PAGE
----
No. We will aim to provide training-related aids and equipment through charity funds. If you are matched to a trainer who wishes to charge fees for training sessions with your dog, we will likewise aim to cover these, but if we do not have the funding for this then you may have to pay.
The only charges made by IADA are £10 once yearly when you become a qualified partnership, to help contribute to our operating costs.
What is an Assistance Dog?
Assistance Dogs are dogs which have been trained to perform physical tasks to counteract the limitations caused by a person’s disability.
Recognised Assistance Dogs, are Assistance Dogs trained and assessed by a charity to the standards set by Assistance Dogs International, and are the only ones with formal public access rights.
Why do you say Assistance Dog instead of Service Dog?
Assistance Dog is the correct term. In the UK, a service dog would be a police or military working dog, a dog in the services.
The U.S.A. primarily uses “service dog” instead, but this is not relevant here.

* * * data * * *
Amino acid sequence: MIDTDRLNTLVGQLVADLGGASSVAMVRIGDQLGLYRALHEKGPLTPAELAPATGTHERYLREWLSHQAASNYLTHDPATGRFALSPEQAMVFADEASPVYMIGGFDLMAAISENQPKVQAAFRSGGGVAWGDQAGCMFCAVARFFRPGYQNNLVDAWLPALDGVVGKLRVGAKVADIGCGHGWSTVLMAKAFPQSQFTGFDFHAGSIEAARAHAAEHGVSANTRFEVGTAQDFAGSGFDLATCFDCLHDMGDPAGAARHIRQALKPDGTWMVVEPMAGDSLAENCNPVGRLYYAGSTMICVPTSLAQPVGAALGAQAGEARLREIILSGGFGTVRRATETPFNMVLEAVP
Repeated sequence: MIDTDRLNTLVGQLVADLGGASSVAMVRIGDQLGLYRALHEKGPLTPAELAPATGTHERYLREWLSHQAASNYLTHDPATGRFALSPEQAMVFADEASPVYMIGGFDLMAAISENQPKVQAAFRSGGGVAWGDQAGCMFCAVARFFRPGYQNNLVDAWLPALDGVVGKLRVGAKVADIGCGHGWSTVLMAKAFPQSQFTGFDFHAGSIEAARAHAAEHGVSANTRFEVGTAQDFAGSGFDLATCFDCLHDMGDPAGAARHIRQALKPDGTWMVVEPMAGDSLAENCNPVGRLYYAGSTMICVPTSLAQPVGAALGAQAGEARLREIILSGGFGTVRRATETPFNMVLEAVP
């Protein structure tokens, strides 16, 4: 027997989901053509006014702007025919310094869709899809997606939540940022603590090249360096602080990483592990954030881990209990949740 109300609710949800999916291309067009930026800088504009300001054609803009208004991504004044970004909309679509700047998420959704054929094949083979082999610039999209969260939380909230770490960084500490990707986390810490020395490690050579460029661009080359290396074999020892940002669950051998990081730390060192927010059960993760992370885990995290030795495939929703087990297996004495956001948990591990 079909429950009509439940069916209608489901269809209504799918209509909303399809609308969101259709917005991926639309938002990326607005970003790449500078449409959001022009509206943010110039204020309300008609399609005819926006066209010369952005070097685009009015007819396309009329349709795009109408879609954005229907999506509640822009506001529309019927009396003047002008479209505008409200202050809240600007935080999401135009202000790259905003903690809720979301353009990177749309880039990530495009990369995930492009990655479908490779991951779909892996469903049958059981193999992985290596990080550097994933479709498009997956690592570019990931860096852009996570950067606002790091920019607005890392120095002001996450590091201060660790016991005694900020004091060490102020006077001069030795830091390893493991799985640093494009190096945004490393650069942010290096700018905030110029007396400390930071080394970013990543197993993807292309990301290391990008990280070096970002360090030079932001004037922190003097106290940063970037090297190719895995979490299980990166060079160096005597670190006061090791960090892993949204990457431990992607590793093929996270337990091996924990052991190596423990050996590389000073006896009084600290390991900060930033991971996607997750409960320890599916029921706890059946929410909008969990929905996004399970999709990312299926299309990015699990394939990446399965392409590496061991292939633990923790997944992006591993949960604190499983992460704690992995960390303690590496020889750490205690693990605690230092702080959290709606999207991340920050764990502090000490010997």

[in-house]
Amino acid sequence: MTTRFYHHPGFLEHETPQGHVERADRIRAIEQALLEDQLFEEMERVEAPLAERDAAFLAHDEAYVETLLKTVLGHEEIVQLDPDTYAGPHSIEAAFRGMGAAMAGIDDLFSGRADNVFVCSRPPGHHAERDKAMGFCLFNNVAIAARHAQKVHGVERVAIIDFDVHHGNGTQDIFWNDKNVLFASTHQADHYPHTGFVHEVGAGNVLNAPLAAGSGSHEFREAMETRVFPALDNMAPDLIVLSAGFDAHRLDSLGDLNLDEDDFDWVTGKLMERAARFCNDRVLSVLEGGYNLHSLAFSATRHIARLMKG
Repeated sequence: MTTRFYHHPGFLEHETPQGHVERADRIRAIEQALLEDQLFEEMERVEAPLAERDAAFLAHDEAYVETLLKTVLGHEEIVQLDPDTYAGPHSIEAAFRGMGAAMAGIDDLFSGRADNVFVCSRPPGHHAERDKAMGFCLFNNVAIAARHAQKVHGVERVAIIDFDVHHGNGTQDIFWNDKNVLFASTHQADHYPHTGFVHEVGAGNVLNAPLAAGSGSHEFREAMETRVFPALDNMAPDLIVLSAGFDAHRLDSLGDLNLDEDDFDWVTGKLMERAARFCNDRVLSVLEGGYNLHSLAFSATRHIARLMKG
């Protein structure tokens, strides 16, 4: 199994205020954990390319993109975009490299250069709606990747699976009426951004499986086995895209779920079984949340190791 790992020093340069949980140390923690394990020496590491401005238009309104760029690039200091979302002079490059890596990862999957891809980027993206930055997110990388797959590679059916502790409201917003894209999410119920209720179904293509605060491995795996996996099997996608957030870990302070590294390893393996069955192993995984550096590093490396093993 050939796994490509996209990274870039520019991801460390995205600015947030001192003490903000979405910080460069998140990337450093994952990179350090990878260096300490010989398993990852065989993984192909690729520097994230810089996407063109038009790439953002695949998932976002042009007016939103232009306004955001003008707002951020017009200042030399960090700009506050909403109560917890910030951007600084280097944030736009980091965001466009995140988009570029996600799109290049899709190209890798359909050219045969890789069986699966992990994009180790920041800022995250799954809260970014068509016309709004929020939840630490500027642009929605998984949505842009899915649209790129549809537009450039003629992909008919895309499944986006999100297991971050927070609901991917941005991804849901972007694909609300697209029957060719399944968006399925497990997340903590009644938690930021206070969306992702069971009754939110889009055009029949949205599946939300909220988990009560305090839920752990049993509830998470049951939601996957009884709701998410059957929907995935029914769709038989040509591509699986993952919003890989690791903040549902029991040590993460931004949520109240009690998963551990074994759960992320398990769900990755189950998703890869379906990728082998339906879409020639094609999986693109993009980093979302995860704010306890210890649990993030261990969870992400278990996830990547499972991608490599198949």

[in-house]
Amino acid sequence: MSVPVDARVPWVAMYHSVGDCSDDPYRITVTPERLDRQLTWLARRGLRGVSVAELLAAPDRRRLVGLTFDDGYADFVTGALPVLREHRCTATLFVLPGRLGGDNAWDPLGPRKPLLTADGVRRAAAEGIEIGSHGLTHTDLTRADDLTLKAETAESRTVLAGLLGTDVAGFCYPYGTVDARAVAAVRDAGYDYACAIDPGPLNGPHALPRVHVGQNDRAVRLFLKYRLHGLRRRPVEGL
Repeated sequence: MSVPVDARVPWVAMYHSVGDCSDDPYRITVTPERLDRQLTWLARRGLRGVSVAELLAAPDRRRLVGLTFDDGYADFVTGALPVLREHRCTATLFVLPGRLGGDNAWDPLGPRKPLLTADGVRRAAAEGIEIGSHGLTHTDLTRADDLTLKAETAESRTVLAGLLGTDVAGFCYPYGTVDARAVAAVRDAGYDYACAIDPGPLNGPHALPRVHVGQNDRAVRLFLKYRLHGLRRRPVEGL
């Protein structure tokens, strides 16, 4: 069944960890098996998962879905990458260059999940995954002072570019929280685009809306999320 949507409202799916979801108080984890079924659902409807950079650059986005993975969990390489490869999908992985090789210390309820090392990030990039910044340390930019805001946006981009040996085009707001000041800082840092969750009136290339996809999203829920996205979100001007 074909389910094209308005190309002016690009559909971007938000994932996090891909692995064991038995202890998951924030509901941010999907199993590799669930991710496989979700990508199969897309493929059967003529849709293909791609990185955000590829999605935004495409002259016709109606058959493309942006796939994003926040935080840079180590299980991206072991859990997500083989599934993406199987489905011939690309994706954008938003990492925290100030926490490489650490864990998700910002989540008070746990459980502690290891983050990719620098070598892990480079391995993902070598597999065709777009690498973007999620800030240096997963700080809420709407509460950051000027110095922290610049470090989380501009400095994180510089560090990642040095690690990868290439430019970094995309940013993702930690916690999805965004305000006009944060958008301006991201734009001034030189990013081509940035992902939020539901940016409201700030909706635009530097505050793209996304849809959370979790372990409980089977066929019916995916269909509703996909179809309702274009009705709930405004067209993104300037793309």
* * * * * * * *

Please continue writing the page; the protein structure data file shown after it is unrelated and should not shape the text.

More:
Do you intend to join Assistance Dogs UK?
Yes, of course. A charity must run for 7 years first before being able to do this. Our contact Lise was informed that ADUK were not interested in taking on her organisation, Capable Creatures. So it may be that ADUK are not interested in having us, rather than the other way around.
We will definitely be in touch with Assistance Dogs International in our early days.
Do you train therapy dogs or emotional support dogs?
No. A therapy dog does not assist a disabled handler but instead makes visits to hospital wards and care homes by arrangement. If you are interested in this see Pets as Therapy.